Two federally-qualified health centers ("FQHCs") in the Commonwealth of Puerto Rico sue the Secretary of the Department of Health and Human Services ("Secretary" or "HHS") to force a change in the Medicaid payment system currently utilized by the Commonwealth. Because the Court is without jurisdiction to hear the matter, the Secretary's Motion to Dismiss [Dkt. # 8] will be granted and all other pending motions denied as moot.
The Medicaid program, under Title XIX of the Social Security Act, is a federal-state cooperative cost-sharing program that provides medical assistance to families and individuals with insufficient income and resources. 42 U.S.C. § 1396 et seq. While a State is not obligated to participate in Medicaid, if it does so, it must comply with all applicable federal statutory and regulatory requirements. Id. § 1396a; see also 42 C.F.R. Part 430 et seq. One such requirement is to submit a "State Plan" to the Secretary for approval before implementation. 42 U.S.C. § 1396a.
The Secretary performs this function through the Centers for Medicare and Medicaid Services ("CMS").
Under an approved State Plan, a State (or U.S. Territory, such as Puerto Rico) becomes eligible for federal financial participation ("FFP"), by which HHS reimburses a portion of the State's payments to hospitals and other providers of medical assistance to Medicaid recipients. One distinction between a State and a Territory is that the amount of FFP payable to each Territory in any given fiscal year is capped at specified amounts. 42 U.S.C. § 1308(c). While Medicaid is a federal program and paid for in significant measure with federal funds, the actual provision of medical benefits to those in need occurs entirely by the State under the applicable State Plan. Therefore, within the bounds of the federal requirements, States enter into agreements with providers of services and establish the level of reimbursement paid to providers.
Since the advent of managed care organizations (commonly known as health maintenance organizations ("HMOs")) in the 1990s, States have also been able to provide some or all of the covered medical services by contracting for a prepaid capitation rate or some other risk-based arrangement.*fn1 The HMO can provide all services itself or contract with various other health care providers to provide services to Medicaid patients in exchange for an agreed-upon payment rate. HHS requires each HMO to provide a grievance procedure whereby, inter alia, a health care provider can challenge payments received for service.
HHS provides limited oversight over a State Plan once it is approved. If HHS finds that a State is substantially not in compliance with federal statutory or regulatory requirements, it can provide the State with "reasonable notice and opportunity for hearing," 42 U.S.C. § 1396c, and may thereafter, if substantial noncompliance is demonstrated, withhold further payments to the State. Id.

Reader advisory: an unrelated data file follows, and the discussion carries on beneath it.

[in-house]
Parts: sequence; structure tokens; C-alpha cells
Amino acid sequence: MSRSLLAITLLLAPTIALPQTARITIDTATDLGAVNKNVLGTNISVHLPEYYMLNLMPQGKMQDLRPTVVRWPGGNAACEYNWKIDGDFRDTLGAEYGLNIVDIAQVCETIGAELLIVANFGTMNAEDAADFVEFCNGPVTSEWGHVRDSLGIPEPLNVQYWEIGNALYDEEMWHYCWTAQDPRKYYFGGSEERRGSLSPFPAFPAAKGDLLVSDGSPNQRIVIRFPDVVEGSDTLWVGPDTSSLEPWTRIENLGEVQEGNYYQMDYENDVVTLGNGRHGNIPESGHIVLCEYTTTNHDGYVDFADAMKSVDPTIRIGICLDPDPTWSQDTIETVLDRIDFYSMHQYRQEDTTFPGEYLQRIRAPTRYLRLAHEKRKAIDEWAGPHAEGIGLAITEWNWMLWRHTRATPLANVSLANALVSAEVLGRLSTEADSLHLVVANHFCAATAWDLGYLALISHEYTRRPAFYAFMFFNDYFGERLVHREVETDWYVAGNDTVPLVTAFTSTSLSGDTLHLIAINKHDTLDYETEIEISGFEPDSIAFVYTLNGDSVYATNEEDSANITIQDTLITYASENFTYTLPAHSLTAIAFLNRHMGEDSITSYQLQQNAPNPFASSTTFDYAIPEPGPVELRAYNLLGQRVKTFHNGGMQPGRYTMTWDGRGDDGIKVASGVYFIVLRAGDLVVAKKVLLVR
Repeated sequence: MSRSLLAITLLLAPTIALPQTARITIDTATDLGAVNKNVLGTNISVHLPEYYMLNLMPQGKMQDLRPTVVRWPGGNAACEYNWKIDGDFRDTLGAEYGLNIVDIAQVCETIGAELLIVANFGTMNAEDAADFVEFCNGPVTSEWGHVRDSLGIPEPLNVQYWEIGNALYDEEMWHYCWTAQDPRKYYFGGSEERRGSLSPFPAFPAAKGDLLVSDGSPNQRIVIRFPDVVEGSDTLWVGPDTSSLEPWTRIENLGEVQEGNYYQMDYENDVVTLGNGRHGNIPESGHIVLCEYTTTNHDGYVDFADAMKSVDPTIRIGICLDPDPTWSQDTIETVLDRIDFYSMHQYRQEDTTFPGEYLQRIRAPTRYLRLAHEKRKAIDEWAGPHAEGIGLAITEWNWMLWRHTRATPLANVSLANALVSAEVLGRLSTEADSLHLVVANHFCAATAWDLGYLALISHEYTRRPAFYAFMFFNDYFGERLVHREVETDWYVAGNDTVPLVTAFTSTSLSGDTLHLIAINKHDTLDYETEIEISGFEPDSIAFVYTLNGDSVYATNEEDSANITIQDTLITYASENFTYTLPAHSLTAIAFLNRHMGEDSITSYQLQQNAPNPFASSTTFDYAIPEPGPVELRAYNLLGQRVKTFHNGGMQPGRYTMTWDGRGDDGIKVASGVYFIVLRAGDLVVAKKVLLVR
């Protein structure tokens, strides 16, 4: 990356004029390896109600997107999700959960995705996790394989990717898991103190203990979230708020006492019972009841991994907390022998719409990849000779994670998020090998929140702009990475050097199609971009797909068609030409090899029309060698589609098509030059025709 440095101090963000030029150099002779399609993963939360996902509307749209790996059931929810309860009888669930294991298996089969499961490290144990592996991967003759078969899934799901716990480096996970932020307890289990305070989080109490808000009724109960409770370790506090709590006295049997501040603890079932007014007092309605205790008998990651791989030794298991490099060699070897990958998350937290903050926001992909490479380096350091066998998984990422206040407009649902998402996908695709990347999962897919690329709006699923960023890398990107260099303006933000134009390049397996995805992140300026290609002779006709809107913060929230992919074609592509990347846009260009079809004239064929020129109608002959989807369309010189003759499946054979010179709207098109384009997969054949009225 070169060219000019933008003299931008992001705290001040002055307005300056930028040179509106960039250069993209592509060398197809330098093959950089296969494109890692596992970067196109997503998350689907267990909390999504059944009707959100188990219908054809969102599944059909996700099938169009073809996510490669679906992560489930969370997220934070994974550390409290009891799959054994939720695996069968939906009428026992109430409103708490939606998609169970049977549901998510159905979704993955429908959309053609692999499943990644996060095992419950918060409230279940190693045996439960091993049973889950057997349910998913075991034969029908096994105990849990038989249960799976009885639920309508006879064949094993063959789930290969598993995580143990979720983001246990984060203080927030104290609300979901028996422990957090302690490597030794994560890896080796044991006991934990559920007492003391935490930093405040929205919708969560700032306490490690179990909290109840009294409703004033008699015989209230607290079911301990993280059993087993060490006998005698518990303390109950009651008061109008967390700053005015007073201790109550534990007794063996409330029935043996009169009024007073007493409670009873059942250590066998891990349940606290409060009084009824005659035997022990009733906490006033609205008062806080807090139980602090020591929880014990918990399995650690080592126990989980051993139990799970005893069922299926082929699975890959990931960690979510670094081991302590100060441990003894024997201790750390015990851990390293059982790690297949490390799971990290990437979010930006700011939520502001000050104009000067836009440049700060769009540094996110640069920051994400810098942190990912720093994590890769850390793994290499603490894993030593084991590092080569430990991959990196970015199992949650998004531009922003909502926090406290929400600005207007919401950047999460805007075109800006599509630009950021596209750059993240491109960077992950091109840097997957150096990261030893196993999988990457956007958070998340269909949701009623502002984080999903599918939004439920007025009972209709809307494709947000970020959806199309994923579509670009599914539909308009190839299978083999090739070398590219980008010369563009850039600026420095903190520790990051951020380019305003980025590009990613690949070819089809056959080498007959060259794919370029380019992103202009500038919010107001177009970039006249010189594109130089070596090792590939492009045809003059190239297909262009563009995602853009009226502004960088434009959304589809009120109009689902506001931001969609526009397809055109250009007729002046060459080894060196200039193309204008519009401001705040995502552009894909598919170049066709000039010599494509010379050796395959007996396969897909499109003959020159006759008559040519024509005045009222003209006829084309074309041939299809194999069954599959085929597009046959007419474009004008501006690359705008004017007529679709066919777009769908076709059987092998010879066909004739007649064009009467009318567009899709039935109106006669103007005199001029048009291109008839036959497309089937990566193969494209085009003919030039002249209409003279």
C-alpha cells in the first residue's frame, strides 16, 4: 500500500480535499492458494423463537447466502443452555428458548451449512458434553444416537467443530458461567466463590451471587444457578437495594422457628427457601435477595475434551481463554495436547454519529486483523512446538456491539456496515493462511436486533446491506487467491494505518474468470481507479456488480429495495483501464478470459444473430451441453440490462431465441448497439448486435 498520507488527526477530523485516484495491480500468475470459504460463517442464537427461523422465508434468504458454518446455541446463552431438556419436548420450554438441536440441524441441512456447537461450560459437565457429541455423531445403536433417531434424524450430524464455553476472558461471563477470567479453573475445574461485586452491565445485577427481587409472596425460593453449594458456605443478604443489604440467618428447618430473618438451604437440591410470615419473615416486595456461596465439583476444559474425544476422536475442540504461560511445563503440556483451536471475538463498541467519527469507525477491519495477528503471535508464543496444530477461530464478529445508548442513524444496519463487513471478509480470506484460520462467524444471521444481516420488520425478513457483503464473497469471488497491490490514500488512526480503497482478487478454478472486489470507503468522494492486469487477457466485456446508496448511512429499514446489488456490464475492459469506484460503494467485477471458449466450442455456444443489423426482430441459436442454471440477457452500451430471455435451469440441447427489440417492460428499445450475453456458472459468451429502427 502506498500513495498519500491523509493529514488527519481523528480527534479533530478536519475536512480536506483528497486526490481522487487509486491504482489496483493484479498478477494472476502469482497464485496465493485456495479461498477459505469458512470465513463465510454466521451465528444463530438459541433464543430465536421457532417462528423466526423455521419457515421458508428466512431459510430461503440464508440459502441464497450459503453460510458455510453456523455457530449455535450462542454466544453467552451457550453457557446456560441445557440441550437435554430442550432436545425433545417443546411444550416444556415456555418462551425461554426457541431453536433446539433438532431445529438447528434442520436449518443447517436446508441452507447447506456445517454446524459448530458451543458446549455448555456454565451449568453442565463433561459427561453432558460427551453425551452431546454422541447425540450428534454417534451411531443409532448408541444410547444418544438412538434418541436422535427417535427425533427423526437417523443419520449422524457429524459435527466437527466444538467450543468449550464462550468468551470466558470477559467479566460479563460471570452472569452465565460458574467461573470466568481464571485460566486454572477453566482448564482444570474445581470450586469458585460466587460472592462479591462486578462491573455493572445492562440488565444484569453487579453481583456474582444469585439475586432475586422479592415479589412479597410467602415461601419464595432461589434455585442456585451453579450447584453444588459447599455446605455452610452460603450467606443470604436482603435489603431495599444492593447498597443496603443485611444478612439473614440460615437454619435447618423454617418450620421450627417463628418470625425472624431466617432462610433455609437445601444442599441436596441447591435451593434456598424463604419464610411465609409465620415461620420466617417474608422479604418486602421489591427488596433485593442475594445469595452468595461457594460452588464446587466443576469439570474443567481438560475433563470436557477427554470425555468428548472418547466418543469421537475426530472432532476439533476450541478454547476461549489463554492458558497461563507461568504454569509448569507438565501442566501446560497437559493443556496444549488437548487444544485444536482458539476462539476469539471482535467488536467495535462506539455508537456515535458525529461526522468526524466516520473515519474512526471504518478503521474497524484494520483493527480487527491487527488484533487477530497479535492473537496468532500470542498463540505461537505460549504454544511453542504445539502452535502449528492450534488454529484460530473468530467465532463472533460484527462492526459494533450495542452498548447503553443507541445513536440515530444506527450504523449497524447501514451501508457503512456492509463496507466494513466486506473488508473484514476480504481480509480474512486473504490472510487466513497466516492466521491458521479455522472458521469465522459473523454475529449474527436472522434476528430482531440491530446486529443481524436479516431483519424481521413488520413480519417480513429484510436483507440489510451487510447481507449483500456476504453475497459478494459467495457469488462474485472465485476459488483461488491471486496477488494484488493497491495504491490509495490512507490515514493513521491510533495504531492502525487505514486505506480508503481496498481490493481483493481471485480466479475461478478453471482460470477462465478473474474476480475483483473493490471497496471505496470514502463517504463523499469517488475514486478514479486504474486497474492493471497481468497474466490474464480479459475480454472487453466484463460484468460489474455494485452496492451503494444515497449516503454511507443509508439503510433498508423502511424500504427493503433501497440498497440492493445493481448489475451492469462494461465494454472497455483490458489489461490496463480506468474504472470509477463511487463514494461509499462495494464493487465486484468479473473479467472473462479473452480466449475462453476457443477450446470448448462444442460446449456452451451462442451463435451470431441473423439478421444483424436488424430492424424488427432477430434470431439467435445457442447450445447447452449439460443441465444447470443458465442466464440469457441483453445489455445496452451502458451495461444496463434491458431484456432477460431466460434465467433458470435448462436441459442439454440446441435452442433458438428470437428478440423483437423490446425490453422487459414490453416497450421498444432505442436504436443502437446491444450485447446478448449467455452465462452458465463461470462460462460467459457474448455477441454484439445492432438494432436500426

B. Federally-Qualified Health Centers
Among other requirements, State Plans must offer health center and other ambulatory services to the categorically needy and may offer such services to the medically needy. A FQHC is a not-for-profit entity that provides primary and other health care services to medically under-served populations and that also meets certain other statutory criteria. Entities that receive section 330 Public Health Service grants under 42 U.S.C. § 254b are also considered FQHCs. Plaintiffs here, Concilio de Salud Integral de Loiza, Inc. ("Loiza") and Junta del Centro de Salud Comunal Dr. Jose S. Belaval, Inc. ("Belaval"), are such FQHCs. FQHCs are reimbursed for providing services to Medicare and Medicaid patients; they also get reimbursed by private insurance companies for those patients who have health insurance. These funding streams are supposed to allow FQHCs to allocate section 330 grant dollars to treating those who lack Medicare, Medicaid, or private insurance coverage.
Prior to 2000, FQHCs were reimbursed on a cost-based method; in other words, they received payments equal to the cost of providing services. In that year, Congress amended the Medicaid Act to replace cost-based reimbursement with a prospective payment system ("PPS"), calculated on a per-visit basis. Medicare, Medicaid and SCHIP Benefits Improvement Act of 2000, Pub. L. N. 106-554 (Dec. 21, 2000), codified at 42 U.S.C. § 1396a(bb). This per-visit rate is adjusted each year by the percentage increase in the prior fiscal year's Medicare Economic Index. For those FQHCs that do not receive adequate reimbursement by an HMO, the amended Act requires the State to pay the differential between the calculated per-visit rate and reimbursements that an FQHC receives from an HMO. See 42 U.S.C. § 1396a(bb)(5) ("In the case of services furnished by a Federally-qualified health center or rural health clinic pursuant to a contract between the center or clinic and a managed care entity . . . the State plan shall provide for payment to the center or clinic by the State of a supplemental payment equal to the amount (if any) by which the amount determined under paragraphs (2), (3), and (4) of this subsection exceeds the amount of the payments provided under the contract."). It is this so-called "wraparound payment" that is at the heart of this litigation.